Mild Concussion? Simple Blood Test Might Detect Injury Up to a Week After

A barely bruised brain can send out molecular SOS signals in the blood for days after an injury, researchers report this week in JAMA Neurology.

The finding suggests that new blood tests, already in development to detect those signals, may be able to identify even the mildest concussions well after a knock to the head.

Source: Mild concussion? Simple blood test can detect injury up to a week after

Concussions are a clinical diagnosis, and not determined by imaging such as a CT scan of the brain.  Most people who have a concussion have a normal CT. From reading the abstract, it appears that the CT was performed to rule out an intracranial lesion (such as a subdural hematoma) which is a related but different issue from a concussion. The utility of the blood test would be to detect evidence of a recent concussive event without the need to perform neurologic testing.

This is an interesting assessment of the news: http://www.healthnewsreview.org/review/new-blood-test-detect-concussions/

Warfarin/Coumadin = Concussion?

Being on warfarin/coumadin does not make us at more risk for concussions – it increases the risk for intracranial bleeding, most often [when it happens] is a subdural hematoma (SDH). Patients with even mild head injuries who are on warfarin/coumadin who come to the emergency department almost always receive a CT scan to check for a SDH. Some recommendations even say that they should all received a second CT in 12-24 hours to check for any delayed bleeding. But this is entirely different than a concussion.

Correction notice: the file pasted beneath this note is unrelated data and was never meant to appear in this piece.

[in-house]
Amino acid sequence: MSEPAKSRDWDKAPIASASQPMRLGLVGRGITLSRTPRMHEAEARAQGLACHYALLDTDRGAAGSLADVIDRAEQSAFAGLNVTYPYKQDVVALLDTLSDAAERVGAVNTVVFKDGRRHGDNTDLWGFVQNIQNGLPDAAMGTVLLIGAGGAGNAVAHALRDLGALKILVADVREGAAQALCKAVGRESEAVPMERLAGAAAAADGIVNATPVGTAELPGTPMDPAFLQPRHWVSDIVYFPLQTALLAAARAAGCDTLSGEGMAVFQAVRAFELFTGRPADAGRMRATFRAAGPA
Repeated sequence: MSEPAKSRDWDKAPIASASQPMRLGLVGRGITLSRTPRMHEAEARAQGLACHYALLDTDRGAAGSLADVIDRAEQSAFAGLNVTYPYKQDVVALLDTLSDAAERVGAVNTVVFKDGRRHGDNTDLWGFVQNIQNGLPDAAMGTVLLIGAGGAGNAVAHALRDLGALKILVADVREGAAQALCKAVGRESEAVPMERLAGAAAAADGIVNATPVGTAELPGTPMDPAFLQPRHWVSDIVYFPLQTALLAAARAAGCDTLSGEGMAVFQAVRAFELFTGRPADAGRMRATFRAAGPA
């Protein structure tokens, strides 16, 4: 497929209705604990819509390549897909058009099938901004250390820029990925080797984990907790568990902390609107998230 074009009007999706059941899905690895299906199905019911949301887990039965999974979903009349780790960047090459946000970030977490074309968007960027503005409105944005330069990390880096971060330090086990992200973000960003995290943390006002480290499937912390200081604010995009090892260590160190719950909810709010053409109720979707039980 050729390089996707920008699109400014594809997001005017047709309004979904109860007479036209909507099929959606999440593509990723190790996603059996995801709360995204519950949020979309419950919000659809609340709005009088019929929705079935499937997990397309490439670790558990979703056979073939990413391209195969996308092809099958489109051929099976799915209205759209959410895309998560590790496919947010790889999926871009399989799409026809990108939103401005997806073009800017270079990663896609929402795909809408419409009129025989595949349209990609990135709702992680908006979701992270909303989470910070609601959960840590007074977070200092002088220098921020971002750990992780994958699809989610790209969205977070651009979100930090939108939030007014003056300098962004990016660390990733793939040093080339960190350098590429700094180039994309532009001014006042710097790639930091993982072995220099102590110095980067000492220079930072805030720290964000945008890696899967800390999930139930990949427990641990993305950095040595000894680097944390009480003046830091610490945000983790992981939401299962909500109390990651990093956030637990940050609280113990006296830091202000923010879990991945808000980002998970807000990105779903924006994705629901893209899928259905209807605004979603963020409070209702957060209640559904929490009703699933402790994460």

There is a chance that this would help reduce the number of CTs though. The article indicates that the blood tests are elevated in people with SDH as well as other intracranial bleeding types. Therefore it may be possible to derive a guideline that if a patient on warfarin/coumadin with a head injury has a negative blood test, then a scan wouldn’t be necessary. That would definitely be helpful.

Study: Creatine From Meat Seems to Help Us Think

Are you a vegetarian or a vegan? Besides vitamin B12, depending upon what you eat and the supplements you take, you can find your diet somewhat low in zinc, long chain omega 3 fatty acids, and even some amino acids. One of these amino acids is called creatine, and the best source is meat.

Researchers who study cognition and athletic performance simply love giving vegetarians creatine supplements. This practice might seem curious until you look at the following facts…

Source: Your Brain on Creatine

Most people don’t understand about non-essential amino acids is that you don’t need them – your body can synthesize them.  Just not efficiently.  Unless you’re getting your non-essential aminos from your food or supplements – you’re probably non-essential amino acid deficient.